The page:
But if you’re here, you probably already knew that.
The good news is that a new study out of the University of Leeds has not only demonstrated just how beneficial an engaged dad really is for children’s outcomes in life…
… it also highlights a few key things all dads can do starting from the baby years, to give their kids the best chance later in life.
About the Study – How Was It Done?
The researchers at the University of Leeds analyzed almost 5,000 mother-father households in the UK with kids born from 2000 to 2002, who were followed for the Millennium Cohort Study as they grew up.
(The MCS is a massive undertaking following 19,000 young people born around the new millennium and collecting data on them as they age.)
The study was what’s known as a longitudinal study — meaning it tracks changes over a long period of time.
According to the official report, researchers “explored the relationships between fathers’ and mothers’ childcare ‘involvement’, their children’s ‘cognitive behaviour’ and ‘educational attainment’ at the start and in the middle of primary school.”
In other words, they measured how involved dads (or a lack thereof) — and HOW they were involved — led to changes in behavior, achievement in school, and other outcomes.
Major Study Findings Explained
According to the official report, when dads engage their kids in interactive activities at a young age, those kids test higher in early elementary school.
And the best part?
Any way dads can engage their kids helps, including reading, drawing, playing, telling stories, singing, or listening to and talking about music.
They also found that when dads led activities like reading and drawing with their kids at age 3, those children performed better in school at age 5 — meaning the effect of early involvement was long-lasting.
The same was true for engagement at age 5 leading to better test scores at age 7.
Pretty amazing, right?
(It’s also worth mentioning that when a dad was involved early, he tended to be more involved later in the child’s life, too. Build those good habits from the beginning!)
The findings do nothing to take away from the amazing parenting work done by two-mom households or single parents.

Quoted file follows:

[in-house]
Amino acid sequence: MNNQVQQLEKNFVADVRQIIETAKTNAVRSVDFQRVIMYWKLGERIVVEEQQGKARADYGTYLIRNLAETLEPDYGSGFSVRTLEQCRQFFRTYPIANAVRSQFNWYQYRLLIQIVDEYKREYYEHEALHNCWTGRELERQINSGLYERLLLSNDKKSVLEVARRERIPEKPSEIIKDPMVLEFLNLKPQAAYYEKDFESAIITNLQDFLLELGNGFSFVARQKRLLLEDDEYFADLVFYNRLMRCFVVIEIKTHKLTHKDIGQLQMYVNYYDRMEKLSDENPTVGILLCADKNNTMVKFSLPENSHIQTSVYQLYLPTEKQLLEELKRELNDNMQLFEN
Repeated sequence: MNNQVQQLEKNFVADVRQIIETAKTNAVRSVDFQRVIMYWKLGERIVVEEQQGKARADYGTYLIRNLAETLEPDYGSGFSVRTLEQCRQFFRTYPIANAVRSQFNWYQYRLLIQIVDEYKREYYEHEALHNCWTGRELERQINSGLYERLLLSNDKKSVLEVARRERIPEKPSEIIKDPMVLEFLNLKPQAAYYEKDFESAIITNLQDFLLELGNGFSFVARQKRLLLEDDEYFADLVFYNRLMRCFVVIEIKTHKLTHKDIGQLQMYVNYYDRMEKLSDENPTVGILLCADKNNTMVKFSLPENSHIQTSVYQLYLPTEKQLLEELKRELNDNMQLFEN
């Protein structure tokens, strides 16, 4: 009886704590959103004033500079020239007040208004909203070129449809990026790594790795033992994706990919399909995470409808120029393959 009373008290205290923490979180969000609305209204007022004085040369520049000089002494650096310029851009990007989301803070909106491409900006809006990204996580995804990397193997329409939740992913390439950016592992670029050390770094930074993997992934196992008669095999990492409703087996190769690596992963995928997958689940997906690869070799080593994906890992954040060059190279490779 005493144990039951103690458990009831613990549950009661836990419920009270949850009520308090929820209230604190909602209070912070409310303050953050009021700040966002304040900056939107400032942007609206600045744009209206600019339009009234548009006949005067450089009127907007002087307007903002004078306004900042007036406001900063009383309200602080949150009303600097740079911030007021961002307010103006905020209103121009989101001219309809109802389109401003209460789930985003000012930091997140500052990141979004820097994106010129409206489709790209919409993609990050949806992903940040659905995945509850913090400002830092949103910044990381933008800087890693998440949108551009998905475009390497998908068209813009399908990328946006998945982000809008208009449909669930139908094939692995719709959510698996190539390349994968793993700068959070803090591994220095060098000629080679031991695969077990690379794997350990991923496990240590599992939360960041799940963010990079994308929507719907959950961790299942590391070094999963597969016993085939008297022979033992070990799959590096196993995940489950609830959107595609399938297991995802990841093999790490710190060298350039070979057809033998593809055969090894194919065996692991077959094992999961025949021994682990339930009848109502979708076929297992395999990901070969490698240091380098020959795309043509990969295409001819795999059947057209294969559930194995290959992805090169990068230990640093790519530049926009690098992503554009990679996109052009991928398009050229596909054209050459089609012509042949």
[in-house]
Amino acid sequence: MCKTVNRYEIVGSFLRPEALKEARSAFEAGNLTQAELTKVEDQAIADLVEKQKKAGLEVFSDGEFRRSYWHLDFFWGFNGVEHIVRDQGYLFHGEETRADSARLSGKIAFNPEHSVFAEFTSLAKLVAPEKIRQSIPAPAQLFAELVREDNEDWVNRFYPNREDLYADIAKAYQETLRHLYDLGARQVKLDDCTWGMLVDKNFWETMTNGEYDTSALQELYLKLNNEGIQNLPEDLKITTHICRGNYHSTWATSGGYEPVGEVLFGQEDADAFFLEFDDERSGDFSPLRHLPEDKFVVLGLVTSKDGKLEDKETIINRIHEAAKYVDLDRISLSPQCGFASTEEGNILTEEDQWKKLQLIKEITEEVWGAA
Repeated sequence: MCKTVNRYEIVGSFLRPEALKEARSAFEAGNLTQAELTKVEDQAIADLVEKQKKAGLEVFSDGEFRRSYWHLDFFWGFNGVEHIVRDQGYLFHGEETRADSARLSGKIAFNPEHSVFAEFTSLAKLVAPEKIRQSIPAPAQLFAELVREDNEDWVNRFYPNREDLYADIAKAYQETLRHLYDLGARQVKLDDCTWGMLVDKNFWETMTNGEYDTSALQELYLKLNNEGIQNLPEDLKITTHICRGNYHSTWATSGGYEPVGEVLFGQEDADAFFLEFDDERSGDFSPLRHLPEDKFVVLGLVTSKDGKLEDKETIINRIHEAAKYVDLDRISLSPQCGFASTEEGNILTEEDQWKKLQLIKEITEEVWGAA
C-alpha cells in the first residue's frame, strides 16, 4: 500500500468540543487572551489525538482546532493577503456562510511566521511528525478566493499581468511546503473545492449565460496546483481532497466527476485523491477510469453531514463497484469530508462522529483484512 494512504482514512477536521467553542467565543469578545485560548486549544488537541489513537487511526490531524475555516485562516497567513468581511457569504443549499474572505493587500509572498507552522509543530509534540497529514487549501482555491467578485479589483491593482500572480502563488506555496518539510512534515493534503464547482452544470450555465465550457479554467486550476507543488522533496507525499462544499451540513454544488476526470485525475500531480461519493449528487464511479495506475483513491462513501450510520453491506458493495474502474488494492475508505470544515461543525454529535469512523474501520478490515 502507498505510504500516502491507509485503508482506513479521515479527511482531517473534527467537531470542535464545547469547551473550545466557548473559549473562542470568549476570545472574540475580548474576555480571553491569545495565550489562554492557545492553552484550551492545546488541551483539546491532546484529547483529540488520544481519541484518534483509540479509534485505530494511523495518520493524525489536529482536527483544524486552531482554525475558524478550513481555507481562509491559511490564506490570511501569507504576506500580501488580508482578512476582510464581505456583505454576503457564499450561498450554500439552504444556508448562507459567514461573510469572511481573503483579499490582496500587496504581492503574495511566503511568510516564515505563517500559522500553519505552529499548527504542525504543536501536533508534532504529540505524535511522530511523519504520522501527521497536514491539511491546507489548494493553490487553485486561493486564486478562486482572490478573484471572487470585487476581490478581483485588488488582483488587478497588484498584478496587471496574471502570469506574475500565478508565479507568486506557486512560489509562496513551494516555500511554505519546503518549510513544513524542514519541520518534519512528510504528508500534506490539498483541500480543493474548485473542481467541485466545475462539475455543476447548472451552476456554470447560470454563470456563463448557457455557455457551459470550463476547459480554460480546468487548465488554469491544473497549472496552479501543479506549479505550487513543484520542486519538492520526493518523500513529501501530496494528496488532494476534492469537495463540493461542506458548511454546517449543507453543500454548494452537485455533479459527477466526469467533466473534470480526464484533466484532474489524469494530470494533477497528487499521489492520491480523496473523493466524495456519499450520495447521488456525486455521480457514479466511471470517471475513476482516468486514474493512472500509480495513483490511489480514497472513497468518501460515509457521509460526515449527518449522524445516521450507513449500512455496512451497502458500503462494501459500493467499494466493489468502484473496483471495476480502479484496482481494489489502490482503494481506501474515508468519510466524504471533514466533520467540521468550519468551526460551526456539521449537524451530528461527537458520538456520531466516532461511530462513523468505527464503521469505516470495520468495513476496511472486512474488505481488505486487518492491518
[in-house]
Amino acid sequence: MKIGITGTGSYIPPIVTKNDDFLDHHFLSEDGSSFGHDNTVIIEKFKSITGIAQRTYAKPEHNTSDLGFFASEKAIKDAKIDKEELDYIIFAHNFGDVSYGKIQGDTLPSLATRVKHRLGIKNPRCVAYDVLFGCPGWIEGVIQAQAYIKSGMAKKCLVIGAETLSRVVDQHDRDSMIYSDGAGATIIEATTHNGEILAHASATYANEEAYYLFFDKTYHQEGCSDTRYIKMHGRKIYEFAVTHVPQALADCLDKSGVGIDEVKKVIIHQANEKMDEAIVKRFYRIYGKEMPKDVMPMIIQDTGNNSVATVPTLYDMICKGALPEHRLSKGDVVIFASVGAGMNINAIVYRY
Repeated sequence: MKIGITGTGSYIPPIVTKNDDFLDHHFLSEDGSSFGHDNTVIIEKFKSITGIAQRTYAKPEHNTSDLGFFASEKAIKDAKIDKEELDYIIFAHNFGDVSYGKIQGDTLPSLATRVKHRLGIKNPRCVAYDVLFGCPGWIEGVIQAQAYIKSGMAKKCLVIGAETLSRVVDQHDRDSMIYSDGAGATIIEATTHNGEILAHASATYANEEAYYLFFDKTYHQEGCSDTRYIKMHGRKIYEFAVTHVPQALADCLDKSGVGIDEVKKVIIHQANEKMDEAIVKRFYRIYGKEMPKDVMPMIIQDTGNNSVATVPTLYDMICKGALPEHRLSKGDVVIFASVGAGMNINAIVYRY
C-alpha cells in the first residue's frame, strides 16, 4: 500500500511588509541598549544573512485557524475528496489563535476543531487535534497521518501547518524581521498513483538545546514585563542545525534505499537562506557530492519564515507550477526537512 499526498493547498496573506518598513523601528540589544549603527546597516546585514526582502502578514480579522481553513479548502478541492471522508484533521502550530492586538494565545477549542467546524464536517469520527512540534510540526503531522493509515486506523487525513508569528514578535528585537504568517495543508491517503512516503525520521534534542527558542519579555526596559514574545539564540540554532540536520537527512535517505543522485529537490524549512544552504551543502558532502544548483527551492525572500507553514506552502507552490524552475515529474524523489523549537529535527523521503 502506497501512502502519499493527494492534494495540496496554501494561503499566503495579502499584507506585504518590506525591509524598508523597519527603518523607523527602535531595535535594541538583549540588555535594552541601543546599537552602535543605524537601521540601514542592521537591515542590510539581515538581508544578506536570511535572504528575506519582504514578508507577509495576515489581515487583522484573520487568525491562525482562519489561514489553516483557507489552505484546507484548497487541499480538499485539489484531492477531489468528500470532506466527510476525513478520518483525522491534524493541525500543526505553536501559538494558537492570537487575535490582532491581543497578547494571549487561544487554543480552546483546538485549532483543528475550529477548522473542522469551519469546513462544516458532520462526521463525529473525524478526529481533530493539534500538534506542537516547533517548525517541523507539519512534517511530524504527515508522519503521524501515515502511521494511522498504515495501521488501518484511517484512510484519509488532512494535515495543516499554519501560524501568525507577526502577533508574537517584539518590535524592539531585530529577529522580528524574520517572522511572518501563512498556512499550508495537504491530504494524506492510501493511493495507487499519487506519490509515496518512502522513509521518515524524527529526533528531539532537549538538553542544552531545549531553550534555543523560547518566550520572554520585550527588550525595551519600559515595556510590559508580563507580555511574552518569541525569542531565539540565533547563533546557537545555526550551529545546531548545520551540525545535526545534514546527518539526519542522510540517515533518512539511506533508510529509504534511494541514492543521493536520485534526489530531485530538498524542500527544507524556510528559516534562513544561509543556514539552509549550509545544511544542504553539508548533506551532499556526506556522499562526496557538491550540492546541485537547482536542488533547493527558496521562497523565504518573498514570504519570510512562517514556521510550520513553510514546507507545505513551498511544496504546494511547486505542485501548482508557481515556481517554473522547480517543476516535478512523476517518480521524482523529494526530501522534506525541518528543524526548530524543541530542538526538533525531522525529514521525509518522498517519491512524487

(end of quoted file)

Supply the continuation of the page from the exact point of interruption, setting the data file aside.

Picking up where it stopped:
But it’s clear that having an involved dad (versus an uninvolved dad) provided too many benefits to ignore.
It’s possible that having two parents helping out equally is the main driver of the benefit here.
And speaking of, the benefits of being an engaged dad don’t stop there.
Kids with involved dads are less likely to have sex at a young age, are more likely to have high-paying jobs and healthy relationships as they grow up, and have fewer psychological issues throughout their lives.
3+ Things All Dads Should Do From a Young Age
One thing I love about this study is that, right up front, the researchers list actionable takeaways for regular dads like you and me.
Here are three things they say dads should be doing when their kids are young:
1. Carve out time
Sounds simple, right? Even just ten minutes per day of leading activities with your kids is enough to have a positive impact.
That may sound like a low bar, but it’s harder than it sounds for a working dad who may leave the house before the kids are awake and come home after they go to bed.
However you can get it, claim ten minutes per day!
2. Help out with routine care
Everyone knows Dad is great at the fun stuff.
But he needs to be involved in the routine, day-to-day stuff, too.
Change diapers. Read books. Help with homework. Be involved in discipline and learning proper behavior.
Don’t leave it all to mom! If you do, you’re only hurting the kids in the long run.
3. Get involved at school
Another task that seems to always fall to mom is being the liaison to school.
But when dads make sure the school has their contact info, are looped into communications, proactively reach out to teachers and other parents, kids will ultimately perform better in school.
I KNOW that schools send too many emails and keeping track of things is tough. But don’t let it all fall on mom.
The study also mentions even more ways dads can help secure better outcomes for our kids — but we’ll need a little help.
The researchers call for better and longer paternity leave options so dads can be involved in the earliest baby days, and for more flexibility in the working world so we can get those precious ten minutes per day.
Let’s hope we get the help we need, money and time-wise, to do our best. The rest is up to us.
For more ideas, see my science-backed list of ways to be a better dad starting today.